In the early 1960’s, a standards committee, today known as the Electronic Industries Association, developed a common interface standard for data communications equipment. At that time, data communications were thought to mean digital data exchange between a centrally located mainframe computer and a remote computer terminal, or possibly between two terminals without a computer involved.
These devices were linked by telephone voice lines, and consequently required a modem at each end for signal translation. While simple in concept, the many opportunities for data error that occur when transmitting data through an analog channel, as it requires a relatively complex design.
It was thought that a standard was needed first to ensure reliable communication, and second to enable the interconnection of equipment produced by different manufacturers, thereby fostering the benefits of mass production and competition. From these ideas, the RS232 standard was born. It specified signal voltages, signal timing, signal function, a protocol for information exchange, and mechanical connectors.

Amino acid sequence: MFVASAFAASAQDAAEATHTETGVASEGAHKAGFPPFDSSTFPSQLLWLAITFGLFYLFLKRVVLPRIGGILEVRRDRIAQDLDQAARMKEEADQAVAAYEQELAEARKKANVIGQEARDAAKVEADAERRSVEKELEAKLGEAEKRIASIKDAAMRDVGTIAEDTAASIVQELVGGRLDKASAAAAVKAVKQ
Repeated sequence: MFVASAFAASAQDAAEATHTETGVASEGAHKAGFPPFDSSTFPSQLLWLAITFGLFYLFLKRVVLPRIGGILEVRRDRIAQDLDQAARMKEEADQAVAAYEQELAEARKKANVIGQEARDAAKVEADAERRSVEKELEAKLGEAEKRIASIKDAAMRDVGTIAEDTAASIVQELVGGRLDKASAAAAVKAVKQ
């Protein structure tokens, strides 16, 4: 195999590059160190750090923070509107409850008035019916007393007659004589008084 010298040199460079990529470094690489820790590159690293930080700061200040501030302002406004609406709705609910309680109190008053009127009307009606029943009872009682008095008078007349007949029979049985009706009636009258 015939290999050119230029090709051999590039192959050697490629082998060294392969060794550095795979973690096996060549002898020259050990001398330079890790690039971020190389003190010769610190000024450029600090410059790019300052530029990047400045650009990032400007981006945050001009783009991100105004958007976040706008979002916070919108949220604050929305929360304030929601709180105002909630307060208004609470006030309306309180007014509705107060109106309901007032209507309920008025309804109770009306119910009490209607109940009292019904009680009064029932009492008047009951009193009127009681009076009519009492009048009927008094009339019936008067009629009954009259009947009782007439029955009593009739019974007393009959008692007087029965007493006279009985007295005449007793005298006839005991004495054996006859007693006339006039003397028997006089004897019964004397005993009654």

If a proprietary or special high-speed transfer method is required by the CNC control, the customer may have to be upgraded to Predator DNC. Unlike the Editor, Predator DNC is designed to support proprietary and special high-speed transfer methods. Refer to our DNC Objects section for more details.